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The rate of reaction increases with temperature due to increased kinetic energy, as described by the Arrhenius equation.

The rate of a chemical reaction is affected by various factors, including temperature. As the temperature increases, the kinetic energy of the reactant molecules also increases, leading to more frequent and energetic collisions between them. This results in a higher rate of reaction.

The Arrhenius equation provides a mathematical relationship between the rate of reaction and temperature. It states that the rate constant (k) of a reaction is proportional to the activation energy (Ea) and the temperature (T) in Kelvin, according to the equation k = A * e^(-Ea/RT), where A is the pre-exponential factor and R is the gas constant.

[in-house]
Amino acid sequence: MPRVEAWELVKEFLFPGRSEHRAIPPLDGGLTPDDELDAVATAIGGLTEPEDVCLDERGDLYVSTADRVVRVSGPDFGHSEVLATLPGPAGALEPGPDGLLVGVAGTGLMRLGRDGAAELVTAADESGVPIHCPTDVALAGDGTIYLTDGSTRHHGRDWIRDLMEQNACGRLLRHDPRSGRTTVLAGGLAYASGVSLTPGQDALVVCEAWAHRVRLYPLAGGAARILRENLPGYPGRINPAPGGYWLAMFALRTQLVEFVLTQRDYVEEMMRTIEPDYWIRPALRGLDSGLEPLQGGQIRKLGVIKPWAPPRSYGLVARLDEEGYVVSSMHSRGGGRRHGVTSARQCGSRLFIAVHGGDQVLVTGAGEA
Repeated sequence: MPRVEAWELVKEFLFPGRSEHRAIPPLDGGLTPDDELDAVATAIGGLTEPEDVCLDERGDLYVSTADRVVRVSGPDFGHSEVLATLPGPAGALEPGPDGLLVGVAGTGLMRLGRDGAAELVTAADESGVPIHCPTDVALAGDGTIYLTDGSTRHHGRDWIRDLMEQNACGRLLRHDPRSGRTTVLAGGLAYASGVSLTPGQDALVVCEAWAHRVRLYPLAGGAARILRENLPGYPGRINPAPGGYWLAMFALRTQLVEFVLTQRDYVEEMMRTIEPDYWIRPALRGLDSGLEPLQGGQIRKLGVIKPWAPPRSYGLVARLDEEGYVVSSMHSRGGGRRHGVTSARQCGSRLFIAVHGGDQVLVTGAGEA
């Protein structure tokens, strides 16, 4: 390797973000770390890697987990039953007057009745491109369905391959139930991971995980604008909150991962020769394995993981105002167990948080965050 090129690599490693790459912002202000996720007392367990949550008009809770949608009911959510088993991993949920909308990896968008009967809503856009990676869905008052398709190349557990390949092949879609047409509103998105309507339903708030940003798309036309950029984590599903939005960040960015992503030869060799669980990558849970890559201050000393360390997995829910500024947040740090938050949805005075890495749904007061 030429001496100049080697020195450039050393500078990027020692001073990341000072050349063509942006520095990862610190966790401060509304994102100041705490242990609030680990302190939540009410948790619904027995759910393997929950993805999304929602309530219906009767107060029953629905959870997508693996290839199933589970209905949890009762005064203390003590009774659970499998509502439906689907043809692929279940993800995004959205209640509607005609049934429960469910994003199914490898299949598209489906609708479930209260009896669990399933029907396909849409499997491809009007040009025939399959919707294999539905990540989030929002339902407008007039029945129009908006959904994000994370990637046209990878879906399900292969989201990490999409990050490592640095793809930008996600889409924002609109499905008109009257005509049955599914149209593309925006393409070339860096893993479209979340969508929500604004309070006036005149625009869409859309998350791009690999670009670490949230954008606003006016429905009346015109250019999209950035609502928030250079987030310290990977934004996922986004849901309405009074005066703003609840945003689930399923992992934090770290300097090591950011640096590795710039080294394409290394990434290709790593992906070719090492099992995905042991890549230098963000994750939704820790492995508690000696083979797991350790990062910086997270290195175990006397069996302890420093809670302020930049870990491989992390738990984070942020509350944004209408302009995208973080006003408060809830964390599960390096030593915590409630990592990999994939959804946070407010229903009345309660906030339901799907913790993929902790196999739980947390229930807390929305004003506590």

The activation energy is the minimum amount of energy required for a reaction to occur. As the temperature increases, the proportion of molecules with sufficient energy to overcome the activation energy barrier also increases, leading to a higher rate of reaction. The Arrhenius equation can be used to calculate the rate constant at different temperatures and to determine the activation energy of a reaction.

In summary, the rate of reaction increases with temperature due to increased kinetic energy, as described by the Arrhenius equation. This equation provides a mathematical relationship between the rate constant, activation energy, and temperature, and can be used to calculate the rate of reaction at different temperatures.

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